It is undeniable that the invasion has promoted patriotic solidarity among different language speakers within Ukraine against the invasion, including Russian speaking Ukrainians whose rights Putin’s invasion was presumably intended to defend. It is also undeniable that voter support for Ukraine’s resistance to the invasion is very high in Eastern European countries. More noteworthy is the fact that in Western European countries, governments have been forced to respond to the pro-Ukrainian sentiments of their voters by sending arms to Ukraine and destroying longstanding economic relationships with Russia to the financial detriment of both European businesses and consumers.
So the situation is nowhere near as neat or clear as either my contributions or Astore’s contributions or the contributions of the majority of the commentators would have it be. In this regard, the comments of Denise Donaldson strike me as the most interesting. You can tell that she can see the issue from both sides and is struggling with that ambiguity.
That is the place to be on the Ukraine war, I think: struggling with ambiguity. There is no clearly right answer: the war is not solely a product of American empire, nor is it solely a product of Russian empire. And there are no good outcomes, only bad or worse outcomes.
But, in politics, one has to make choices and, for now, I choose align myself with current US and NATO policy. Not because I am a dupe of the mainstream media or a supporter of the Establishment or the MIC (my earlier posts on this website should put those notions to rest) but because I believe the expulsion of the Russian military from the Ukrainian lands it currently occupies (maybe including Crimea, maybe not) is both possible and more likely to lead to a lasting peace in eastern Europe. And my taking that position does not mean that I do not also see some merit in the points my esteemed colleague WJ Astore (and his many followers) make.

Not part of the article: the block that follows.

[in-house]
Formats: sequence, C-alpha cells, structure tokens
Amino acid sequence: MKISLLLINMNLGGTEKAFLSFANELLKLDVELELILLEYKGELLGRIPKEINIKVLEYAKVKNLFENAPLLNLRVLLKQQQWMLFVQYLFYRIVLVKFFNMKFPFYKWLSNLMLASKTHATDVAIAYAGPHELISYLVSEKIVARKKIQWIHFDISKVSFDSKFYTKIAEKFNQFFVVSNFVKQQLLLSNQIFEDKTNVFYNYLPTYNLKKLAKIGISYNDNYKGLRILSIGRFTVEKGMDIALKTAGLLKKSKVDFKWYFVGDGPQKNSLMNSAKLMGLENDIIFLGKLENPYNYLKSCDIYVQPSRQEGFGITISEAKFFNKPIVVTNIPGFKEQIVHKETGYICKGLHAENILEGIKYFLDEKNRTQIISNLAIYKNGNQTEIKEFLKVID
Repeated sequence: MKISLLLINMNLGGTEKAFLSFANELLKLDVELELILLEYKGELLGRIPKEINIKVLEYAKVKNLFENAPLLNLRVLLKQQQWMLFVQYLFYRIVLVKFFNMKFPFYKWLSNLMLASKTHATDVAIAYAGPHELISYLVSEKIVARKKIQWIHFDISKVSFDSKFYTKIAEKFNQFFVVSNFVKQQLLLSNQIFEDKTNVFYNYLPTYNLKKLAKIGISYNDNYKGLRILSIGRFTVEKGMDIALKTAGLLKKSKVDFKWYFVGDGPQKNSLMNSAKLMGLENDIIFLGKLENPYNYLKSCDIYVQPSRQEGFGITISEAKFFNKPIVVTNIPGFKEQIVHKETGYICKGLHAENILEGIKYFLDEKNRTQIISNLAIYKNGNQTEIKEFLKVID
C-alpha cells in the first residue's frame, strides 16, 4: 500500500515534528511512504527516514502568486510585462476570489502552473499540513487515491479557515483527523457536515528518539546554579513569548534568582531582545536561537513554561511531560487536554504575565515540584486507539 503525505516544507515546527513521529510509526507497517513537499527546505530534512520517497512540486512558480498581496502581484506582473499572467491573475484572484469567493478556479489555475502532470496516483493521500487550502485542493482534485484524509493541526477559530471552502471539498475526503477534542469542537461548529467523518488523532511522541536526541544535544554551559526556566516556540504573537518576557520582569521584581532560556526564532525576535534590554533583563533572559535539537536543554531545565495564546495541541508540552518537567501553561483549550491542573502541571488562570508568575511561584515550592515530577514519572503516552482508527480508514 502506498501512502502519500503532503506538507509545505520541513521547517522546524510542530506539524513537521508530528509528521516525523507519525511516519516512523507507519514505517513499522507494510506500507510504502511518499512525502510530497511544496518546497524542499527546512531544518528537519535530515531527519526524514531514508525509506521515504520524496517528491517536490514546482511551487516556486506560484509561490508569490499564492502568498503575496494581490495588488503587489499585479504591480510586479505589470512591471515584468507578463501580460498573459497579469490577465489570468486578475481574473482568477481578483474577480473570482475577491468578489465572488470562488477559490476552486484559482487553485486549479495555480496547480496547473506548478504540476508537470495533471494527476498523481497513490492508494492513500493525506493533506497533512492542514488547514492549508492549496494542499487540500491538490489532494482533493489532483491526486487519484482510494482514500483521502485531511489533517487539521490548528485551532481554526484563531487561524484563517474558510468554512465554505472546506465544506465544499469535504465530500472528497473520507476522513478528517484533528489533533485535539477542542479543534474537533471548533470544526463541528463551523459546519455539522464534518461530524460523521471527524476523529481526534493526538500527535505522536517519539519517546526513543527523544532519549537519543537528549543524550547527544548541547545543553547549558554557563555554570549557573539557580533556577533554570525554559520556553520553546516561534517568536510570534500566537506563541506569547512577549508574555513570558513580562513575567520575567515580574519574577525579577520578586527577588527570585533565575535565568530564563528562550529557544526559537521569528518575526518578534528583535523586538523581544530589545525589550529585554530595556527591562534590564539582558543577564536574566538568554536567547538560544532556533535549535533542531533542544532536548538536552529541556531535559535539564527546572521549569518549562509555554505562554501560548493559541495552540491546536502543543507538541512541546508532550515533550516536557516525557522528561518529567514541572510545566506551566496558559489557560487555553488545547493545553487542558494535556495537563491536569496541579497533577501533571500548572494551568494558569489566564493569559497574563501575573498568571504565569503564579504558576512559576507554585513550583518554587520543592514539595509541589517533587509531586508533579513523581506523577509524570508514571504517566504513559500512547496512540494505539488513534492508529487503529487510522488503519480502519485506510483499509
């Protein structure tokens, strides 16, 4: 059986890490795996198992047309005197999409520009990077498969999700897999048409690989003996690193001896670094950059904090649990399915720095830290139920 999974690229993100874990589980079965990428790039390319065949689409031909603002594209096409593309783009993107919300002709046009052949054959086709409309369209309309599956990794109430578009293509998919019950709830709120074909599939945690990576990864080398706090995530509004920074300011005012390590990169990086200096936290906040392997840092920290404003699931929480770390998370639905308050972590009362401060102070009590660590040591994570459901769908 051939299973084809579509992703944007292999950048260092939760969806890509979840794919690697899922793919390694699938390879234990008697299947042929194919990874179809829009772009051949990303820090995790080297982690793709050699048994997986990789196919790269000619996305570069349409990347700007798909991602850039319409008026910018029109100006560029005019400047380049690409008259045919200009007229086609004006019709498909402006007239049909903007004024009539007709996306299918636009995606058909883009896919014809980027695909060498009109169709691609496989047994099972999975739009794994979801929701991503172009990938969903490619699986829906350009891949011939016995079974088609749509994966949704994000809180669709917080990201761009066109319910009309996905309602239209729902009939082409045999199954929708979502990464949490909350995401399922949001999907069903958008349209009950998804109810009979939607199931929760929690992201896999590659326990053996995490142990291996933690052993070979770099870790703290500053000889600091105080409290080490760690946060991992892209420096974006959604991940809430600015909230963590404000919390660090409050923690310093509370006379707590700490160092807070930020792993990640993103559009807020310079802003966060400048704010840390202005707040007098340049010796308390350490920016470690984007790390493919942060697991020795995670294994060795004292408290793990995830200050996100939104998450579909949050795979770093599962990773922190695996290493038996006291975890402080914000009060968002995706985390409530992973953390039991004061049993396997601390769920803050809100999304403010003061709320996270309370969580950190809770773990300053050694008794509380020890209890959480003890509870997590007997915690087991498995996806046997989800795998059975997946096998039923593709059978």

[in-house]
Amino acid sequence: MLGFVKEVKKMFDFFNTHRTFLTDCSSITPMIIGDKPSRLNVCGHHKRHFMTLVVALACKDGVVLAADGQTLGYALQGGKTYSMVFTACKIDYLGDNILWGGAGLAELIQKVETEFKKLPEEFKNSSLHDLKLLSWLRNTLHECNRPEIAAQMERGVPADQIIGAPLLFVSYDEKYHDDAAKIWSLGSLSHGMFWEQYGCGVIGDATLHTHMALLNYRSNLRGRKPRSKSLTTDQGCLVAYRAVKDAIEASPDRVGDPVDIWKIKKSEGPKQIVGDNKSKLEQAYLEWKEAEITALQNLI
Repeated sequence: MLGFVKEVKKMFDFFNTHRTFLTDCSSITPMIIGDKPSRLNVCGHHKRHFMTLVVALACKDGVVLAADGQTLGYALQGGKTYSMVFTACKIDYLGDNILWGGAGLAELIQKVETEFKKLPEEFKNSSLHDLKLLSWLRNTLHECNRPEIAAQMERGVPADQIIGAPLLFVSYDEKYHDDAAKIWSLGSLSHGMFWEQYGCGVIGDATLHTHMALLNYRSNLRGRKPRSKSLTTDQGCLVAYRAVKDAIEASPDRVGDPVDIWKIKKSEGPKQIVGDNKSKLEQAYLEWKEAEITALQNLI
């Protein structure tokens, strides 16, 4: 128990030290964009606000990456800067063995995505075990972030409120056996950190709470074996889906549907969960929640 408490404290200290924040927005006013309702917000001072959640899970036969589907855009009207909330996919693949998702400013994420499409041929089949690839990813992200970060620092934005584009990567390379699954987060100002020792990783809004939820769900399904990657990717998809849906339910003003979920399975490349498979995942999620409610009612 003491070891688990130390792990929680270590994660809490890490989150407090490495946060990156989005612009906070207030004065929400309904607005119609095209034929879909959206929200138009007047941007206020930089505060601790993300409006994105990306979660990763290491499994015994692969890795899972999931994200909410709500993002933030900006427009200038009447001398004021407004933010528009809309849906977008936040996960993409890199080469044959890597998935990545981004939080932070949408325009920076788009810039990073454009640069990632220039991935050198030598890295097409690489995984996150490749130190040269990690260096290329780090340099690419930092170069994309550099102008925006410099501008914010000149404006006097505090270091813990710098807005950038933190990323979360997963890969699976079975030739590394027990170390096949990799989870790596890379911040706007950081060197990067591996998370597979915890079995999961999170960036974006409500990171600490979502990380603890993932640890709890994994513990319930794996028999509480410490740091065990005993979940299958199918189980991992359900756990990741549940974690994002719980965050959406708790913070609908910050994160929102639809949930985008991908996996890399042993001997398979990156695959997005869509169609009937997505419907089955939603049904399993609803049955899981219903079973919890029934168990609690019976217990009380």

Response by Astore (6/6/22)
I would like to thank M. Davout for his reasoned response and for continuing this important discussion. One thing I can say with certainty: you won’t hear such a nuanced and broad debate in the mainstream media, which basically just sells U.S. weaponry while waving Ukrainian flags in our faces.
Davout suggests that Ukraine posed no threat to Russia. Alone, that is true. But Ukraine was planning to join NATO, a powerful alliance led by the world’s most hegemonic country. Surely, that combination was something for Russia to be wary of, and even to fear.